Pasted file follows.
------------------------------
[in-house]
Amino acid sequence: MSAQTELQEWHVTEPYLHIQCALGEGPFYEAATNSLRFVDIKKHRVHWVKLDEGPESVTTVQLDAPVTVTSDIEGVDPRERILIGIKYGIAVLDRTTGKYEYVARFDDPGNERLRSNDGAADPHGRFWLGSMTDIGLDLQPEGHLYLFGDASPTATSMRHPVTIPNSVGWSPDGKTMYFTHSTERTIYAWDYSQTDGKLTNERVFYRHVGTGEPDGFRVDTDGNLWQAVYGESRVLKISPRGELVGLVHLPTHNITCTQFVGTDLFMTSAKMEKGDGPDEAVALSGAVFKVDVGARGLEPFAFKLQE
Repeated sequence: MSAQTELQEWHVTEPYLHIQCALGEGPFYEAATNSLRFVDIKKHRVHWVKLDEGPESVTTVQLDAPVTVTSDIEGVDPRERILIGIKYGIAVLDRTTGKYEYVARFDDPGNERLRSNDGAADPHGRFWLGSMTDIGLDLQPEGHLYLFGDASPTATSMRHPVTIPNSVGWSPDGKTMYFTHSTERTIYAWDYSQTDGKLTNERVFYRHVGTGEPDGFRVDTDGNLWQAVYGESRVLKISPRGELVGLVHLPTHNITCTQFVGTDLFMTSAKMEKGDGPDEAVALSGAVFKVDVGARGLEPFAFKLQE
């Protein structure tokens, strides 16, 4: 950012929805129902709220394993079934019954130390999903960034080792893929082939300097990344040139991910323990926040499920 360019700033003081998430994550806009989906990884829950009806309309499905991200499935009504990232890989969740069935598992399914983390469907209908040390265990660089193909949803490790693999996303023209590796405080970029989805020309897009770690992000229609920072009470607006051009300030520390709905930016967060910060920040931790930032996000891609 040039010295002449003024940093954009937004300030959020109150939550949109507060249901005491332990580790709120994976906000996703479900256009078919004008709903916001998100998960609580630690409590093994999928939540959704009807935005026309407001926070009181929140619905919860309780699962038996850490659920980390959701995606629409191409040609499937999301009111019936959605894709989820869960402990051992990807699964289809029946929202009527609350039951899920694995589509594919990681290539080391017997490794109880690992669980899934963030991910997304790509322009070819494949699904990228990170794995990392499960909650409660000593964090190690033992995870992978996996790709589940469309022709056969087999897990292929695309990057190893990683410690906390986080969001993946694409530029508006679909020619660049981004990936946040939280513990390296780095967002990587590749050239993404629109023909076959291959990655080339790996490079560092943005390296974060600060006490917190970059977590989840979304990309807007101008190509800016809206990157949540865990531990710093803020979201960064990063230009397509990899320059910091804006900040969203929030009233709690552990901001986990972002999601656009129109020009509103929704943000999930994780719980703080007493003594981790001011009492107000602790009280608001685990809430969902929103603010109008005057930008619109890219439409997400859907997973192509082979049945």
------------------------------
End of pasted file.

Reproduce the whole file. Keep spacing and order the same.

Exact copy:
[in-house]
Amino acid sequence: MSAQTELQEWHVTEPYLHIQCALGEGPFYEAATNSLRFVDIKKHRVHWVKLDEGPESVTTVQLDAPVTVTSDIEGVDPRERILIGIKYGIAVLDRTTGKYEYVARFDDPGNERLRSNDGAADPHGRFWLGSMTDIGLDLQPEGHLYLFGDASPTATSMRHPVTIPNSVGWSPDGKTMYFTHSTERTIYAWDYSQTDGKLTNERVFYRHVGTGEPDGFRVDTDGNLWQAVYGESRVLKISPRGELVGLVHLPTHNITCTQFVGTDLFMTSAKMEKGDGPDEAVALSGAVFKVDVGARGLEPFAFKLQE
Repeated sequence: MSAQTELQEWHVTEPYLHIQCALGEGPFYEAATNSLRFVDIKKHRVHWVKLDEGPESVTTVQLDAPVTVTSDIEGVDPRERILIGIKYGIAVLDRTTGKYEYVARFDDPGNERLRSNDGAADPHGRFWLGSMTDIGLDLQPEGHLYLFGDASPTATSMRHPVTIPNSVGWSPDGKTMYFTHSTERTIYAWDYSQTDGKLTNERVFYRHVGTGEPDGFRVDTDGNLWQAVYGESRVLKISPRGELVGLVHLPTHNITCTQFVGTDLFMTSAKMEKGDGPDEAVALSGAVFKVDVGARGLEPFAFKLQE
């Protein structure tokens, strides 16, 4: 950012929805129902709220394993079934019954130390999903960034080792893929082939300097990344040139991910323990926040499920 360019700033003081998430994550806009989906990884829950009806309309499905991200499935009504990232890989969740069935598992399914983390469907209908040390265990660089193909949803490790693999996303023209590796405080970029989805020309897009770690992000229609920072009470607006051009300030520390709905930016967060910060920040931790930032996000891609 040039010295002449003024940093954009937004300030959020109150939550949109507060249901005491332990580790709120994976906000996703479900256009078919004008709903916001998100998960609580630690409590093994999928939540959704009807935005026309407001926070009181929140619905919860309780699962038996850490659920980390959701995606629409191409040609499937999301009111019936959605894709989820869960402990051992990807699964289809029946929202009527609350039951899920694995589509594919990681290539080391017997490794109880690992669980899934963030991910997304790509322009070819494949699904990228990170794995990392499960909650409660000593964090190690033992995870992978996996790709589940469309022709056969087999897990292929695309990057190893990683410690906390986080969001993946694409530029508006679909020619660049981004990936946040939280513990390296780095967002990587590749050239993404629109023909076959291959990655080339790996490079560092943005390296974060600060006490917190970059977590989840979304990309807007101008190509800016809206990157949540865990531990710093803020979201960064990063230009397509990899320059910091804006900040969203929030009233709690552990901001986990972002999601656009129109020009509103929704943000999930994780719980703080007493003594981790001011009492107000602790009280608001685990809430969902929103603010109008005057930008619109890219439409997400859907997973192509082979049945």